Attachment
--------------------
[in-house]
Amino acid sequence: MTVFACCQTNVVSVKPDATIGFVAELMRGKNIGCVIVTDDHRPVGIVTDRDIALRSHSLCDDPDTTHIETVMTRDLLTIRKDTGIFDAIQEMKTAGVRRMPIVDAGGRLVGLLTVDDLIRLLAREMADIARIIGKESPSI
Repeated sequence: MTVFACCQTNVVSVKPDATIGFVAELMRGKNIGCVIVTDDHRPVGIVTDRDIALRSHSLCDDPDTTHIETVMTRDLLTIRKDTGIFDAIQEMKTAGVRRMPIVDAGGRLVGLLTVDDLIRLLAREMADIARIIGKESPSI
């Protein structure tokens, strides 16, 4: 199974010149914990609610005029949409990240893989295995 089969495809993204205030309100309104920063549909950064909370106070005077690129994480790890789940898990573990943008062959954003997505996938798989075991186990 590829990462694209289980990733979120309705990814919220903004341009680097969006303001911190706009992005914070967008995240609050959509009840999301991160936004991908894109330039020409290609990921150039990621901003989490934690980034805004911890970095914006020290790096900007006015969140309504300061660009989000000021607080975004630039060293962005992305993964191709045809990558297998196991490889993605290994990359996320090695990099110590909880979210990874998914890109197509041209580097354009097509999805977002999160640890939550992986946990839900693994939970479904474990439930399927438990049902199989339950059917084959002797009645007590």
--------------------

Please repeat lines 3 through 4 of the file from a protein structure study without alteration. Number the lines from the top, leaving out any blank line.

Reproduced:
Repeated sequence: MTVFACCQTNVVSVKPDATIGFVAELMRGKNIGCVIVTDDHRPVGIVTDRDIALRSHSLCDDPDTTHIETVMTRDLLTIRKDTGIFDAIQEMKTAGVRRMPIVDAGGRLVGLLTVDDLIRLLAREMADIARIIGKESPSI
């Protein structure tokens, strides 16, 4: 199974010149914990609610005029949409990240893989295995 089969495809993204205030309100309104920063549909950064909370106070005077690129994480790890789940898990573990943008062959954003997505996938798989075991186990 590829990462694209289980990733979120309705990814919220903004341009680097969006303001911190706009992005914070967008995240609050959509009840999301991160936004991908894109330039020409290609990921150039990621901003989490934690980034805004911890970095914006020290790096900007006015969140309504300061660009989000000021607080975004630039060293962005992305993964191709045809990558297998196991490889993605290994990359996320090695990099110590909880979210990874998914890109197509041209580097354009097509999805977002999160640890939550992986946990839900693994939970479904474990439930399927438990049902199989339950059917084959002797009645007590």